The third issue is whether the district court’s conduct of the trial was improper and requires a reversal. Minn. R. Civ. P. 59.01 states that a new trial may be granted for any of the following reasons:
(a) Irregularity in the proceedings of the court, referee, jury, or prevailing party, or any order or abuse of discretion, whereby the moving party was deprived of a fair trial;
(c) Accident or surprise which could not have been prevented
. . . .
(f) Errors of law occurring at the trial, and objected to at the time or, if no objection need have been made pursuant to Rules 46 and 51, plainly assigned in the notice of motion;
(g) The verdict, decision, or report is not justified by the evidence, or is contrary to law; but, unless it be so expressly stated in the order granting a new trial, it shall not be presumed, on appeal, to have been made on the ground that the verdict, decision, or report was not justified by the evidence.
Appellant argues that she was denied a fair trial, that she was not properly presented with certain documents, that new material evidence should have been considered by the district court, and that the district court’s conclusions were not supported by the evidence as submitted. The new-evidence/adequacy-of-the-evidence claims have already been considered. We briefly address the two other contentions.
A. Irregularity in the Proceedings
Appellant appears to argue that she was deprived of a fair trial because of irregularity in the proceedings. Among her complaints are that misfiled documents from another case were found in her district court file and that the district court did not read motions filed by the parties until after the hearing to which they related. To obtain a new trial, an appellant must prove (1) an irregularity occurred and (2) she was deprived of a fair trial. Boschee v. Duevel, 530 N.W.2d 834, 840 (Minn. App. 1995).
There is no evidence in the record that the district court based its conclusions on the documents of another party. In making its findings, the district court explicitly referred to the record that was developed over the course of mother’s case and exhibited no confusion as to which case it was considering. Mother was not prejudiced by any misfiled documents.
The district court acknowledged that on one occasion, it did not read motions filed by the parties until after the hearing they pertained to. Any detriment mother may have faced because of this was remedied when the district court judge later reviewed the documents that had been filed. Mother did not show that this procedure denied her a fair trial.
B. Accident or Surprise
Mother claims that she never received the ex parte order informing her that legal and physical custody of her child had been awarded to father pending a district court hearing. The ex parte order is dated February 15, 2005, and, according to an affidavit of service, was served on mother on February 16, 2005. Even if the order was not delivered, this was a temporary order. Thus, we conclude mother was not prejudiced by any failure of service of the ex parte order.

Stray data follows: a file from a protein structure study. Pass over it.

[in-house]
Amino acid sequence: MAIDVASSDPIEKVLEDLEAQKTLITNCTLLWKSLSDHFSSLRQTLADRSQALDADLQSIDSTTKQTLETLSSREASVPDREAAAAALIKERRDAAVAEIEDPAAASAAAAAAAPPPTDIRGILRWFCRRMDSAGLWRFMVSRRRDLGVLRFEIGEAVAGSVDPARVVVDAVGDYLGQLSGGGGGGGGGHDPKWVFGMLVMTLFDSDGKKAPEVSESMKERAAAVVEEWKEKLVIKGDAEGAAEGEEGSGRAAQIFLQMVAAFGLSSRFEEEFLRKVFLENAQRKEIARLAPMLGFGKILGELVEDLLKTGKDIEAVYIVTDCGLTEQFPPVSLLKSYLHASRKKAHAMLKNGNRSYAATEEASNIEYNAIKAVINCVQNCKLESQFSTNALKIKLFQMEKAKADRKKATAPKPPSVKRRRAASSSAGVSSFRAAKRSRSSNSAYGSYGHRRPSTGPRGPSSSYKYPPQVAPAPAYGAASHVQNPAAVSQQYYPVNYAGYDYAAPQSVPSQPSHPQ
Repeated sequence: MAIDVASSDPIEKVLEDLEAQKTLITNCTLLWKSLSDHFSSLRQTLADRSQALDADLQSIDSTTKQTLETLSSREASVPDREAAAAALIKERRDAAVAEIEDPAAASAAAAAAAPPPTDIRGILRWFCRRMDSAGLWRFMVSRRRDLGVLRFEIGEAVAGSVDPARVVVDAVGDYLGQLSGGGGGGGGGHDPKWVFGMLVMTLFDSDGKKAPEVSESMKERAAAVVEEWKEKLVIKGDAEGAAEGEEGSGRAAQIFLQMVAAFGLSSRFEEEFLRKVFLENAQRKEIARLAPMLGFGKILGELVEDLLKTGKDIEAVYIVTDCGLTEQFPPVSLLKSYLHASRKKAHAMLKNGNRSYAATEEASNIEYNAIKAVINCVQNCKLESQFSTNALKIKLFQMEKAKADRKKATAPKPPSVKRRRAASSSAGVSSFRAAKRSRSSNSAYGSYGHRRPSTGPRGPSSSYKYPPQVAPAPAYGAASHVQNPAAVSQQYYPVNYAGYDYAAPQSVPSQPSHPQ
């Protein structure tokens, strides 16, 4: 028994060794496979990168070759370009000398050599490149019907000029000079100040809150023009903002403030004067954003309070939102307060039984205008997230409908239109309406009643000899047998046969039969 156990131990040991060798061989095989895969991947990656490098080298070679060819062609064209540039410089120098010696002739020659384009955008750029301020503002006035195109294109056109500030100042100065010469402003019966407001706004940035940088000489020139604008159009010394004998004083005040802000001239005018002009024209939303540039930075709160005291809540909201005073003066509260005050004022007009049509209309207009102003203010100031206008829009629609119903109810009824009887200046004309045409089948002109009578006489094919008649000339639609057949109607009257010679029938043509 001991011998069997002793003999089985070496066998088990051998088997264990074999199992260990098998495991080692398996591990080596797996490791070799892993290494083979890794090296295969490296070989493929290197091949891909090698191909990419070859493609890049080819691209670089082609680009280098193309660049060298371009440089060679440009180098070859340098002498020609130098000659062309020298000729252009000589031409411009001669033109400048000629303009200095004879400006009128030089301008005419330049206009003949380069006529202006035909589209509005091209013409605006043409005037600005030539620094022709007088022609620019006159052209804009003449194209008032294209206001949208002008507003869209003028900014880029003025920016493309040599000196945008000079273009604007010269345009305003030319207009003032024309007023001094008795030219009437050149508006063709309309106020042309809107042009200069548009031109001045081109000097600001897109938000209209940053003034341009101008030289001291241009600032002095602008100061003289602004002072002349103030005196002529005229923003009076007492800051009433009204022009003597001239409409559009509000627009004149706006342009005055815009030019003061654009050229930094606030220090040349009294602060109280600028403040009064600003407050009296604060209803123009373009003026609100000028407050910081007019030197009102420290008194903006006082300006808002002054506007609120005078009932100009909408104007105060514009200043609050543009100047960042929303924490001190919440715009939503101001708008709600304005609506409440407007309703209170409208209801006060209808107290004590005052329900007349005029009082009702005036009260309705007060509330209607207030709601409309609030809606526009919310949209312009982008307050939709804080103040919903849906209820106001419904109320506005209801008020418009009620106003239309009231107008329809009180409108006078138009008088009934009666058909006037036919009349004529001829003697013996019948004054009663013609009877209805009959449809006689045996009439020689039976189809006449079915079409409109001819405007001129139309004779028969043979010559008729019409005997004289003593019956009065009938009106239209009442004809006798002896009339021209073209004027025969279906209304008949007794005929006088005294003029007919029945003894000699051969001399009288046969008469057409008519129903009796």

There is no evidence of an abuse of discretion by the district court. Based on the foregoing review of the district court proceedings, we conclude that the district court neither erred nor abused its discretion in denying mother’s motion for a new trial.
Mother asserts that the district court abused its discretion when it ordered her to pay child support and that the amount of child support ordered is an unreasonable financial burden. The district court has broad discretion to provide for the support of the parties’ children. Rutten v. Rutten, 347 N.W.2d 47, 50 (Minn. 1984). A district court abuses its discretion when it sets support in a manner that is against logic and the facts on the record. Id.; see Ver Kuilen v. Ver Kuilen, 578 N.W.2d 790, 792 (Minn. App. 1998) (stating that an abuse of discretion occurs when the judge improperly applies the law to the facts).
The district court conducted a thorough evaluation of mother’s financial situation. The district court found that mother was employed full time and capable of paying child support. The district court correctly applied the guidelines in determining the amount to be paid by mother in child support. According to the guidelines, mother was required to pay 25% of her net income to support one child in the sole custody of father, or $751.50. Minn. Stat. § 518.55 (2004). A comparison of her income with father’s further indicates under Minn. Stat. § 518.551, subd. 5(b), that the district court was also correct in determining that she should pay $193.50 per month for child-care costs.
Based on our review of the record, we conclude that the district court did not abuse its discretion in setting the amount of child support.
Here, we use the version of the statute in effect at the time of the
trial. Interstate Power Co. v. Nobles County Bd. Of Comm’rs, 617 N.W.2d
566, 576 (Minn. 2000). A modified
version became effective on January 1, 2007.
See 2006 Minn. Laws ch. 280, §
44, at 1145 (reciting effective date of amended child support laws); compare Minn. Stat.
§§ 518.551, .64 (2004) with Minn. Stat. §§ 518A.26-78 (2006).